Thank you for these posts throughout the course! so much easier to anchor words this way
Actually, "cám ơn" is an informal variation of "cảm ơn" and it's often used in daily conversations (nationwide, not only in Southern dialect like TehVanach said). However, in formal speech and text, you should use "cảm ơn" instead of "cám ơn". To me, I always use "cảm ơn" even when I talk.
Some Vietnamese words have the same variation, for example: phản ảnh (original) and phản ánh (derived).
Cám ơn is the Southern Vietnamese spoken form. It arose out of tone sandhi (the process of tone changes due to fast speech). The tones ả and ã in the South have merged and start low and rise to a high pitch.
I thought it has to do with formality, no? I also see cảm ơn in formal written writing.
Which is why I said it's the spoken form in Southern Vietnamese although both can be considered formal by Southern speakers. It most likely arose out of tone sandhi.
Edit: It's also because modern written Vietnamese is largely based on Hanoian Vietnamese after they ousted the Southern regime.
I entered thank you instead of thanks and was marked incorrect. Is it really that specific?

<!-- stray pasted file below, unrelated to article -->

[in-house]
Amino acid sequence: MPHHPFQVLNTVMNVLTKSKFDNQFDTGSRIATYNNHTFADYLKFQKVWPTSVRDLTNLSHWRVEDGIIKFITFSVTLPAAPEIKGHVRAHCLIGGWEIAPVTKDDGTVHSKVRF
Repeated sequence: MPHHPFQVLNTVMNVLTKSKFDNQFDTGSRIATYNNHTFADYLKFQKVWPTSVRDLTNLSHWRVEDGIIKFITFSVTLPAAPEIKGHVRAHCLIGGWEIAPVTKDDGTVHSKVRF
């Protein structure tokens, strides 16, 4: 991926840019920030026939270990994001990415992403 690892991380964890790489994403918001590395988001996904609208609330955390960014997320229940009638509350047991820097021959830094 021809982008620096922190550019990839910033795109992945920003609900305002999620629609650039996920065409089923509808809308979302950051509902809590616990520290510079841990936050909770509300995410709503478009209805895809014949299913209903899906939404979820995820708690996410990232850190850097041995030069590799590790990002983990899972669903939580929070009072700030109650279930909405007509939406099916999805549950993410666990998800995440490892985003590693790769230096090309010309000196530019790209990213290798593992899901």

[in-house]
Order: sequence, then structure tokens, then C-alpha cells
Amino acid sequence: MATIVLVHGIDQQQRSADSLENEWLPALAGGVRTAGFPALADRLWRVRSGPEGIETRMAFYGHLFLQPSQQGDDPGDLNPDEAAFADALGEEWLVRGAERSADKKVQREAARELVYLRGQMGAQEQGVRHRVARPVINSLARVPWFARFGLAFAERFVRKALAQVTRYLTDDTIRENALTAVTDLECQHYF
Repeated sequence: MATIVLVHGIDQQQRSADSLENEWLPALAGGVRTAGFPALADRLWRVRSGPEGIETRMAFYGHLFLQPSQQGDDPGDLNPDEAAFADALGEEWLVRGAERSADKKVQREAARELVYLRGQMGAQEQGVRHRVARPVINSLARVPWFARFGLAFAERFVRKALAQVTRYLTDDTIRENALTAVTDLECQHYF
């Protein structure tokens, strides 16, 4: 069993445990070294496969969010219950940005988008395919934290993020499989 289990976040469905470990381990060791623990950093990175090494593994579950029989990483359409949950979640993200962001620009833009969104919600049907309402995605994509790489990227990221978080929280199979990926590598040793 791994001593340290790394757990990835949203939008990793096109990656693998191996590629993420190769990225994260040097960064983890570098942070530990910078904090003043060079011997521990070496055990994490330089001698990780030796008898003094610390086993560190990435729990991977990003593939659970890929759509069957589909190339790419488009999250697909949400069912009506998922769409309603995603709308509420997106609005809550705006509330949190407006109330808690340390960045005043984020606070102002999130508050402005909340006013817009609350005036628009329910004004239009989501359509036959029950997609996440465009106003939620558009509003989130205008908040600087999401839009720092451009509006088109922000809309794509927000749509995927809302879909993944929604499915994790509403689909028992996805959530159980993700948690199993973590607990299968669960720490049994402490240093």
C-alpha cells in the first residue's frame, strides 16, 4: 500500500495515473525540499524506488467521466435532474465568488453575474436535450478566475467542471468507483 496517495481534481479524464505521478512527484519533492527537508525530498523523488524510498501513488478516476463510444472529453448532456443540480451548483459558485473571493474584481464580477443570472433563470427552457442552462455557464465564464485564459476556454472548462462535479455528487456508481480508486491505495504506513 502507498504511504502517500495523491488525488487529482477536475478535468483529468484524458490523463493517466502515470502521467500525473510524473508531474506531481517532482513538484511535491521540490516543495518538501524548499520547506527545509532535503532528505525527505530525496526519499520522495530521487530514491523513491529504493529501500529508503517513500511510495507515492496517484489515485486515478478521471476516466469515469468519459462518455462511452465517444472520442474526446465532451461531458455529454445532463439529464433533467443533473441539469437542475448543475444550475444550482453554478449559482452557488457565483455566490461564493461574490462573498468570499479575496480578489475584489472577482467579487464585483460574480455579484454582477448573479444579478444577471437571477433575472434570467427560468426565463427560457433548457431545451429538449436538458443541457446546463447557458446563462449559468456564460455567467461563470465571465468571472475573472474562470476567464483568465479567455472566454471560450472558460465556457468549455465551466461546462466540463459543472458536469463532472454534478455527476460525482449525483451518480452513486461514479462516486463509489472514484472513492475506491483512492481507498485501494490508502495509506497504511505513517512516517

You can hit the REPORT button and suggest your own translation. I see no problem with "thank you" here.
What's the difference between a "glass of water" and a "water glass (glass used for drinking water)" I'm guessing there's a grammatical distinction when it comes to purpose?
If you mean "a glass of water", you say "một ly nước".
If you mean "a glass used for drinking water", you say "một CÁI ly (dùng để) uống nước".
People who speak the Northern dialect probably say CHIẾC instead of CÁI and CỐC instead of LY/LI.
In english if you are asking for a glass of water you would say "a glass of water please" . The intention of this phrase counts and even though it has used cam on could be translated as please equally as thanks